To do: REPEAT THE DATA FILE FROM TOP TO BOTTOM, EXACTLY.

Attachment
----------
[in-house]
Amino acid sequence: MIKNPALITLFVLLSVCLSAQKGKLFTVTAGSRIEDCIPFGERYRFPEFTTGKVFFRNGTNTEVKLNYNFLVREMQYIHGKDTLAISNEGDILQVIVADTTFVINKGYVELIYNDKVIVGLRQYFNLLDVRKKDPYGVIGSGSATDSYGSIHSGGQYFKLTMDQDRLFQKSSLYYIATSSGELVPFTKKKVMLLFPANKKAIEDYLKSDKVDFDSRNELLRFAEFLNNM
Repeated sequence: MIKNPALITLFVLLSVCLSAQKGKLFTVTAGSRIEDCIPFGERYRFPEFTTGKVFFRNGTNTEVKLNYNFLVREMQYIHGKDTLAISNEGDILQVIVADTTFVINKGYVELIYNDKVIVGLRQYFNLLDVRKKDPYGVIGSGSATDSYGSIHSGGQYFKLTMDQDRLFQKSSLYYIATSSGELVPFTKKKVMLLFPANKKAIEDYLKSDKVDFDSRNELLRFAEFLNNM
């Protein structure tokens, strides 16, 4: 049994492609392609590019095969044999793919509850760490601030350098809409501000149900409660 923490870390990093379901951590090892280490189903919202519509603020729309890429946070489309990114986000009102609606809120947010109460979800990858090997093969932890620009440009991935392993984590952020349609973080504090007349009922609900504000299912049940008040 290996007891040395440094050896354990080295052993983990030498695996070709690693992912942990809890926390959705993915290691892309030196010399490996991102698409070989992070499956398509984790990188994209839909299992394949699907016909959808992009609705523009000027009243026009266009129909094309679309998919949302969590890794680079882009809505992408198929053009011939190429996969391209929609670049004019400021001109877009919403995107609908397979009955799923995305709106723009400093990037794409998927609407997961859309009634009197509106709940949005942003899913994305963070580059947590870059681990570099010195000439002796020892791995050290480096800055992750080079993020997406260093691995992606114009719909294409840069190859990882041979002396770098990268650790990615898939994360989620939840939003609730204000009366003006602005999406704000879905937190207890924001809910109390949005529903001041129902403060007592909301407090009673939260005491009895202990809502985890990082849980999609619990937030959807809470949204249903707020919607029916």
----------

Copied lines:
[in-house]
Amino acid sequence: MIKNPALITLFVLLSVCLSAQKGKLFTVTAGSRIEDCIPFGERYRFPEFTTGKVFFRNGTNTEVKLNYNFLVREMQYIHGKDTLAISNEGDILQVIVADTTFVINKGYVELIYNDKVIVGLRQYFNLLDVRKKDPYGVIGSGSATDSYGSIHSGGQYFKLTMDQDRLFQKSSLYYIATSSGELVPFTKKKVMLLFPANKKAIEDYLKSDKVDFDSRNELLRFAEFLNNM
Repeated sequence: MIKNPALITLFVLLSVCLSAQKGKLFTVTAGSRIEDCIPFGERYRFPEFTTGKVFFRNGTNTEVKLNYNFLVREMQYIHGKDTLAISNEGDILQVIVADTTFVINKGYVELIYNDKVIVGLRQYFNLLDVRKKDPYGVIGSGSATDSYGSIHSGGQYFKLTMDQDRLFQKSSLYYIATSSGELVPFTKKKVMLLFPANKKAIEDYLKSDKVDFDSRNELLRFAEFLNNM
């Protein structure tokens, strides 16, 4: 049994492609392609590019095969044999793919509850760490601030350098809409501000149900409660 923490870390990093379901951590090892280490189903919202519509603020729309890429946070489309990114986000009102609606809120947010109460979800990858090997093969932890620009440009991935392993984590952020349609973080504090007349009922609900504000299912049940008040 290996007891040395440094050896354990080295052993983990030498695996070709690693992912942990809890926390959705993915290691892309030196010399490996991102698409070989992070499956398509984790990188994209839909299992394949699907016909959808992009609705523009000027009243026009266009129909094309679309998919949302969590890794680079882009809505992408198929053009011939190429996969391209929609670049004019400021001109877009919403995107609908397979009955799923995305709106723009400093990037794409998927609407997961859309009634009197509106709940949005942003899913994305963070580059947590870059681990570099010195000439002796020892791995050290480096800055992750080079993020997406260093691995992606114009719909294409840069190859990882041979002396770098990268650790990615898939994360989620939840939003609730204000009366003006602005999406704000879905937190207890924001809910109390949005529903001041129902403060007592909301407090009673939260005491009895202990809502985890990082849980999609619990937030959807809470949204249903707020919607029916």